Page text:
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Executive Succession Planning: If you want to build a skyscraper, don’t start by buying a hammer.

“We need a way to identify people who could be promoted to top executive positions. What tools do you use to assess leadership?” the head of HR for a small regional bank asked me.
 
“Are you planning to rely on a “tool” to make that determination?” I asked.
 
“We haven’t thought much about the process itself,” she replied, “The executive team isn’t ready for a succession program strategy. They aren’t looking for anything extensive.”  
 
I wondered to myself, when would they be ready?

  • When a senior executive team member unexpectedly decides to leave? 
  • When the President develops cancer? 
  • When the CEO is fired suddenly for misconduct? 

Given the voluminous number of articles in the business press on the importance of having a robust succession plan, I was surprised by the rudimentary approach. They just wanted a tool – but you can’t build a skyscraper when all you’re ready to do is to buy a hammer. 

Don’t leave succession to chance: tools don’t work when you don’t have a blueprint. 

Some of the most venerated companies have stumbled because their leadership development and succession plans were not deep enough to weather the storms of change. For example, because Intel didn’t have a clear blueprint, when Andy Grove stepped back from leading, the company churned through a series of executives who lacked the curiosity and the courage to lead – the C² Factor, as I call it. 
 
And Intel isn’t alone… neither Apple nor Starbucks had effectively built a foundation of future leaders with high CFactors, like Steve Jobs and Howard Schultz possess, and their companies faltered when they retired from active leadership. Jobs and Schultz ultimately had to return and reestablish what had made the brands so successful, but neither simply replicated what the companies had been doing before.  They brought their curiosity about the future and the courage to take action.
 
For successful leadership development, the “architects of the corporate strategy” must conceptualize a CFactor blueprint for the skyscraper. When organizations begin by looking to HR to find assessment tools, thousands of dollars are spent producing reports and plans that don’t reflect the business’s most important needs.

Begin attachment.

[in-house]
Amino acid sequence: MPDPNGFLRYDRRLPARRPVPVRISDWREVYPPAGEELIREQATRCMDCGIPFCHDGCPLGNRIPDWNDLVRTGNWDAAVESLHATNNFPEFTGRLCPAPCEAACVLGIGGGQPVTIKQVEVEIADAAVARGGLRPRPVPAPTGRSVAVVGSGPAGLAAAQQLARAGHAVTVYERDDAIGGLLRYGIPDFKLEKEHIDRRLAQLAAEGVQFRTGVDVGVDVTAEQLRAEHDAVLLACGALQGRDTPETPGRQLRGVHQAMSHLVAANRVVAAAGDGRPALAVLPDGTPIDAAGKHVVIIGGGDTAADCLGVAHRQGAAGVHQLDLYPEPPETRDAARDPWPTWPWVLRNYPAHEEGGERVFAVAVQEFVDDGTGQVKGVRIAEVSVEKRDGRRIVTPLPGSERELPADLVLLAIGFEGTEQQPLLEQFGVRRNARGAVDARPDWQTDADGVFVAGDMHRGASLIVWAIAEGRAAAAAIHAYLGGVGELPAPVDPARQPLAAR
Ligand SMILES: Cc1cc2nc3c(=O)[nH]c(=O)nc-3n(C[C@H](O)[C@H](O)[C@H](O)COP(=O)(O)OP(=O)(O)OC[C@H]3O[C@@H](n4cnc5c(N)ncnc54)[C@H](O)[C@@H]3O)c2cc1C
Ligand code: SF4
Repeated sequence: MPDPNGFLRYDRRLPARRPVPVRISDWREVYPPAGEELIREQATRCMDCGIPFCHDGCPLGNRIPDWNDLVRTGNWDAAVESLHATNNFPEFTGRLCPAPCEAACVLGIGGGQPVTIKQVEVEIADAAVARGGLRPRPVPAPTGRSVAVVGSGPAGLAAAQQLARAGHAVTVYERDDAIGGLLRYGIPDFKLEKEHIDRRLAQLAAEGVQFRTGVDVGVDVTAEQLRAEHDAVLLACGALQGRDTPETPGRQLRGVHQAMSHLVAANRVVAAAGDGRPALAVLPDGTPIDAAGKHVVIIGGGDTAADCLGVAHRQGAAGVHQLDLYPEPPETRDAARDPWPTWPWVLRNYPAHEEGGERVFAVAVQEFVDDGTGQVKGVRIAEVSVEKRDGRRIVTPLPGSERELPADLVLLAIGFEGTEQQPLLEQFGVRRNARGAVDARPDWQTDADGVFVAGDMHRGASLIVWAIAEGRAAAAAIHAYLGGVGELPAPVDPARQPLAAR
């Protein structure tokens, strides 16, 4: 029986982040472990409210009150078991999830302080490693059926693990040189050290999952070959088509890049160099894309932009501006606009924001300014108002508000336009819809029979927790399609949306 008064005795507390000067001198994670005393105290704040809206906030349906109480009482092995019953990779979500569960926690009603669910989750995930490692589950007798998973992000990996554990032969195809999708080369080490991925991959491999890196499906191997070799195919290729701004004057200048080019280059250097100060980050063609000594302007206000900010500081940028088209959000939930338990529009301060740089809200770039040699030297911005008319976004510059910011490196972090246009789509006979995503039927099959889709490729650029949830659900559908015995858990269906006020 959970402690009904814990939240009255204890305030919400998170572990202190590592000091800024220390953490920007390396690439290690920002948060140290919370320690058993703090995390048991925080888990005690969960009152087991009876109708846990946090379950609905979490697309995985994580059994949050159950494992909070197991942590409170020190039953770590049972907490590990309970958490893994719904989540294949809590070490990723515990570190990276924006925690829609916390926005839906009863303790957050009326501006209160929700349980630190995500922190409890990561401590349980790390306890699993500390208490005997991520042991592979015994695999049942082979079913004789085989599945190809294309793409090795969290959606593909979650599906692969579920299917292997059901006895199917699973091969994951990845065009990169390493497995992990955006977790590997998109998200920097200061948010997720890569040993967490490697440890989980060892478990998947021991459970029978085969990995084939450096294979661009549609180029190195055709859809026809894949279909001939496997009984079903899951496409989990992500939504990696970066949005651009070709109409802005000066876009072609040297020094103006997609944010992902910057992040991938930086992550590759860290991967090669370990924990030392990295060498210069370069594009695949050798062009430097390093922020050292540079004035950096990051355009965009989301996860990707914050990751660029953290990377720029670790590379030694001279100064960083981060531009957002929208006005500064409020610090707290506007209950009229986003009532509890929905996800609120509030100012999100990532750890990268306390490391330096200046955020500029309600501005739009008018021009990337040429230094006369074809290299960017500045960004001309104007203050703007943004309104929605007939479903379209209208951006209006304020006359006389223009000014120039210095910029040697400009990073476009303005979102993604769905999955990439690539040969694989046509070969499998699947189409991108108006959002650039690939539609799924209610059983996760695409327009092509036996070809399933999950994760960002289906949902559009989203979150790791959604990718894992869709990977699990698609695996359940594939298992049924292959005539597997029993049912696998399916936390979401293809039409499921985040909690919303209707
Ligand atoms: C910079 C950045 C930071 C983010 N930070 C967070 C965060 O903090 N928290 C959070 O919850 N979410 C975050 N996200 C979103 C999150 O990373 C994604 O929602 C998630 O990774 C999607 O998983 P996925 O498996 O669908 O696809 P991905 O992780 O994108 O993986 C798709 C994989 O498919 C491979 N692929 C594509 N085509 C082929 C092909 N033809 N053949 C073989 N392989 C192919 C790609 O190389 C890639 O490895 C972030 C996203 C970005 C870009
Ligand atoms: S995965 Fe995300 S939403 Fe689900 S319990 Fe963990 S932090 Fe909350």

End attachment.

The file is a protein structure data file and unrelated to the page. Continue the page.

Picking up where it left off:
Start with curiosity as a foundation in assessing leadership.

Truly outstanding companies have succession planning and leadership development blueprints that are comprehensive and integrated into the corporate strategy. The CEO and boards of these companies are directly involved in determining what capacities, roles, and talent will be needed. They cultivate a C² Factor culture – empowering future leaders who possess both curiosity and courage. Curiosity is foundational to succession planning. A culture of curiosity ensures leaders who are able to effectively navigate decisions and challenges today, and equips them to anticipate the future and respond to its surprises. Absent clear objectives and agreement among the board on the succession blueprint, any single tool is arbitrary.

Follow up with courage: bravely, and intentionally, build your leadership skyscraper.

Curiosity and clarity of vision for your organization is the place to start, but organizations positioned for the future have senior leaders who also possess the courage to follow through, the courage to constantly reassess, and the courage to insist that leadership development be a corporate priority. 

In order to be successful in creating a strong succession strategy, the CEO and board need to govern their executive development programs by:

  • Investing in succession planning as the critical business lever it is.
  • Recognizing that comprehensive and continuous succession planning is a powerful aspect of the company’s brand.
  • Actively cultivating C² Factor culture, encouraging the curiosity to think toward the future and the courage to enact the plan.

To build a leadership development skyscraper, CEOs and boards in highly successful businesses create the blueprint that reflects their vision – They don’t shop for tools.

Contact me at joanne.irving@i2aa.com or call me at 301-943-3074 to find out how you can cultivate your curiosity and courage – your C²Factor. 

Joanne Irving, Ph.D., Executive Advisor, Author of the forthcoming book, The  C² Factor – The Secret to Champion Leadership

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